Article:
Competition in many markets is shaped by the presence of Superstars, i.e., very strong players who can decide to offer their product through exclusive contracts. In this paper, we present a tractable model of two-sided platform competition. Platforms act as intermediaries between consumers and content providers. Relative to other content providers, a Superstar is more important for consumers and has market power. When platform competition is intense, consumers are very responsive to the presence of the Superstar. This makes exclusivity more lucrative. Differently, when competition is less intense, consumers tend to stick with their preferred platform. So, the Superstar offers a non-exclusive contract reaching the largest possible audience. This mechanism is self-reinforcing as content providers endogenously fol- low consumer decisions and it is robust to more general set-ups and extensions. Contrary to the common wisdom, in most cases the contract choice of the Superstar is aligned with the first-best outcome in the industry.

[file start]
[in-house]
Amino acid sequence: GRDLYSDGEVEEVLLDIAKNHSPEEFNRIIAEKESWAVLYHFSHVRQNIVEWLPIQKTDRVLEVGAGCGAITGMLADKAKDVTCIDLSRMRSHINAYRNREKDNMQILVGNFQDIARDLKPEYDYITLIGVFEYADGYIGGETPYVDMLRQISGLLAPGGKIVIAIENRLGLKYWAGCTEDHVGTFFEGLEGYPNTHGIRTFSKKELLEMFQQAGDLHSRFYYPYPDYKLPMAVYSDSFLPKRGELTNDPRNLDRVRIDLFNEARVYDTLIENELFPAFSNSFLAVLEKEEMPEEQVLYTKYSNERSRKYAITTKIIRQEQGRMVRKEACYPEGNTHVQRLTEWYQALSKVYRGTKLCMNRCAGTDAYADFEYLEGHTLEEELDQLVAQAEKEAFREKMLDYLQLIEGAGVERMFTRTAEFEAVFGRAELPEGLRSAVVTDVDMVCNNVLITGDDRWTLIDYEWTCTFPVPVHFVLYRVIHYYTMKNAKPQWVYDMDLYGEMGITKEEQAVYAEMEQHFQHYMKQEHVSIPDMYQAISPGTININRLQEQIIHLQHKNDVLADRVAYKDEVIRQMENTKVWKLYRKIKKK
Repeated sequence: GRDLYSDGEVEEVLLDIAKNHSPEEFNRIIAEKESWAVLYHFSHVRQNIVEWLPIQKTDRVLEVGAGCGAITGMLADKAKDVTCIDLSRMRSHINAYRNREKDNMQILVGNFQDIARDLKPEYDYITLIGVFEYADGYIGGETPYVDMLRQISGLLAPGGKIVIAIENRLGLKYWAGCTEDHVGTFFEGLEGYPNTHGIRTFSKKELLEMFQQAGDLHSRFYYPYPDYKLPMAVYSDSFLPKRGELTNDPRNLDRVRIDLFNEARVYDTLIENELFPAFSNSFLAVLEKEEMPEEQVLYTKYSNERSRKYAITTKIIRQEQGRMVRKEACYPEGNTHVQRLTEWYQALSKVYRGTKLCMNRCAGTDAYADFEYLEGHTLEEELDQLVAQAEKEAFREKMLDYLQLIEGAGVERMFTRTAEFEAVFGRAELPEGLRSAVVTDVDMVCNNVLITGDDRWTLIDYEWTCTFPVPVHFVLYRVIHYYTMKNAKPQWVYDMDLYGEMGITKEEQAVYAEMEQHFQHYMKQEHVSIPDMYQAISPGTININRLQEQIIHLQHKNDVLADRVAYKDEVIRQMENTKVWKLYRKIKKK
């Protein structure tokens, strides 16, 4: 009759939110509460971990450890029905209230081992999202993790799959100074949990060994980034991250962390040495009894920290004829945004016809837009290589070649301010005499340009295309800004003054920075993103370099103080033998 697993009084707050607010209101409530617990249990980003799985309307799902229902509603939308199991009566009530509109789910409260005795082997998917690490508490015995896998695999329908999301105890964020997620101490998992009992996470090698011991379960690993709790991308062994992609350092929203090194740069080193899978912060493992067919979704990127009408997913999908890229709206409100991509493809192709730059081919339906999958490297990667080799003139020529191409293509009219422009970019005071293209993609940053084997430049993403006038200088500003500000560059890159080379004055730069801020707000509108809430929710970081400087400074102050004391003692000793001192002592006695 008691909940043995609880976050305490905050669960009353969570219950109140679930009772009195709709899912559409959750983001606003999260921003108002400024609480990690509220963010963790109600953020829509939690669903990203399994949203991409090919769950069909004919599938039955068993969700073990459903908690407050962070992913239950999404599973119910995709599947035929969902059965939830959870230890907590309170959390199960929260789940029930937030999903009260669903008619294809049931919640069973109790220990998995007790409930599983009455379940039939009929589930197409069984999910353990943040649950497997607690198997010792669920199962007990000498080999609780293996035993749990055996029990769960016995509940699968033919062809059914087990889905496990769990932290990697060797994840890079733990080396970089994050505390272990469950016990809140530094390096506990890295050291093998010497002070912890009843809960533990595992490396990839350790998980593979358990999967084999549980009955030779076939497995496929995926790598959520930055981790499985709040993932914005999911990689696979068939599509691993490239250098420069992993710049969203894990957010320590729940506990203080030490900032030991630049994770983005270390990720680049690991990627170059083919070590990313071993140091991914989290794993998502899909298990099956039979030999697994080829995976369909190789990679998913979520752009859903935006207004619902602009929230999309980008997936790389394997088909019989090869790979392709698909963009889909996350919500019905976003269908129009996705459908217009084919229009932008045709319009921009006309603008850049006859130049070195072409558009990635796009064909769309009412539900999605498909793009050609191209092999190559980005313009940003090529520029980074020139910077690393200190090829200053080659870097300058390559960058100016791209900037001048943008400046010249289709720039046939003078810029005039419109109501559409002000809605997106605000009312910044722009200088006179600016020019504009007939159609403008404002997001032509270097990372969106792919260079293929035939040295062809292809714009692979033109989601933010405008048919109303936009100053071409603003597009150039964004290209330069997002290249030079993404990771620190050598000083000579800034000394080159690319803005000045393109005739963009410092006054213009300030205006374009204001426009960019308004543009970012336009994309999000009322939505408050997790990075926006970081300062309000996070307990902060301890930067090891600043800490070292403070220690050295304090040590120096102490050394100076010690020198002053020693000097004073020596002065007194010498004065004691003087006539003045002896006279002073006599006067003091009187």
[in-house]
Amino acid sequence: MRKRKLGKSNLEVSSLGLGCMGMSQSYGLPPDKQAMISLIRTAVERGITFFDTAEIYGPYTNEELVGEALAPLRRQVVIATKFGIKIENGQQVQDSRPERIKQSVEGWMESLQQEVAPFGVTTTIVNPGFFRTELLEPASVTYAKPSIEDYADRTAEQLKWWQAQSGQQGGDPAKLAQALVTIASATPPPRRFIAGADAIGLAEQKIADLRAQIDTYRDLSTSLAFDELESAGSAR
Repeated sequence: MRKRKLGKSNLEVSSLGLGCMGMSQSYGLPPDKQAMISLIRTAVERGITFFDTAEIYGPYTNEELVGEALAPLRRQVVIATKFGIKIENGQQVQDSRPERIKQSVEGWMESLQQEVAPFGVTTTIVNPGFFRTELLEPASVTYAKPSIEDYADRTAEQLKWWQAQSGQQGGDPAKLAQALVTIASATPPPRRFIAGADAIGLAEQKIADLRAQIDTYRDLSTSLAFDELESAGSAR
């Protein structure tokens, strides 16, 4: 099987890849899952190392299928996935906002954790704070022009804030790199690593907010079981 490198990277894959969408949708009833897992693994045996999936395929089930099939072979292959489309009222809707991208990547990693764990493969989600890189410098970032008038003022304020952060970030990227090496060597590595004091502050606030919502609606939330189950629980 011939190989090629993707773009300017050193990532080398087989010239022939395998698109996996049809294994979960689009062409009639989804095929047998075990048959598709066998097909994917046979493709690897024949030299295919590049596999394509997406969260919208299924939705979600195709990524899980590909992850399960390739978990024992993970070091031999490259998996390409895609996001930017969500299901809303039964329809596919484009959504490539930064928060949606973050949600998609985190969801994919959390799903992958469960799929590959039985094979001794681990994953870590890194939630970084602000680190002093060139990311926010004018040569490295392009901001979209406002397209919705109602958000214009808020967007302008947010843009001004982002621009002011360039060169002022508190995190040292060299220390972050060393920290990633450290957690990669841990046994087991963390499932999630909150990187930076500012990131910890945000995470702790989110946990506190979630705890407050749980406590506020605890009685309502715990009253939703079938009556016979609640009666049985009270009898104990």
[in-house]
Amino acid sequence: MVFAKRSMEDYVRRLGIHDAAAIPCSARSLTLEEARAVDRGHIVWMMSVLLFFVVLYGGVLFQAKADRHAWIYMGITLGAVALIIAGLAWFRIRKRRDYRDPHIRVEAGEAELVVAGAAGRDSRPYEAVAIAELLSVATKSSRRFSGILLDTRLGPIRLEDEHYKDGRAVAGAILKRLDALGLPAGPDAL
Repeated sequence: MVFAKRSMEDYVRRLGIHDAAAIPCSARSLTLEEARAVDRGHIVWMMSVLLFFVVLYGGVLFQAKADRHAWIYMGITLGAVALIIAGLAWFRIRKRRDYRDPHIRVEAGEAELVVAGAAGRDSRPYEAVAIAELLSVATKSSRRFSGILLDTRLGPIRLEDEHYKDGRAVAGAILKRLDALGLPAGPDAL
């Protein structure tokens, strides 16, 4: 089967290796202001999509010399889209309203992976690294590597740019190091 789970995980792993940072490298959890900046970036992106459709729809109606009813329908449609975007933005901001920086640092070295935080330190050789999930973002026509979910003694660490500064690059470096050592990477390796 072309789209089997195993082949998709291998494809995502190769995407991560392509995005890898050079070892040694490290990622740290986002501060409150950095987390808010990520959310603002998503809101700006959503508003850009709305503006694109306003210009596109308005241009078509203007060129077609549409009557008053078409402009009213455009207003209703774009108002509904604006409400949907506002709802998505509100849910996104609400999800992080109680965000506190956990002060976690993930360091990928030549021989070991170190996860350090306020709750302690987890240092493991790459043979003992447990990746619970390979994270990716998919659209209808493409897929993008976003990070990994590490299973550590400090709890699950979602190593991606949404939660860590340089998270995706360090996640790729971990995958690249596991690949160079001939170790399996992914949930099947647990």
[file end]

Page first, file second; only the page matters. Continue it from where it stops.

(joint work with Elias Carroni (University of Bologna) and Leonardo Madio (CORE))
One version of the paper is also available here: https://www.ssrn.com/abstract=3243777
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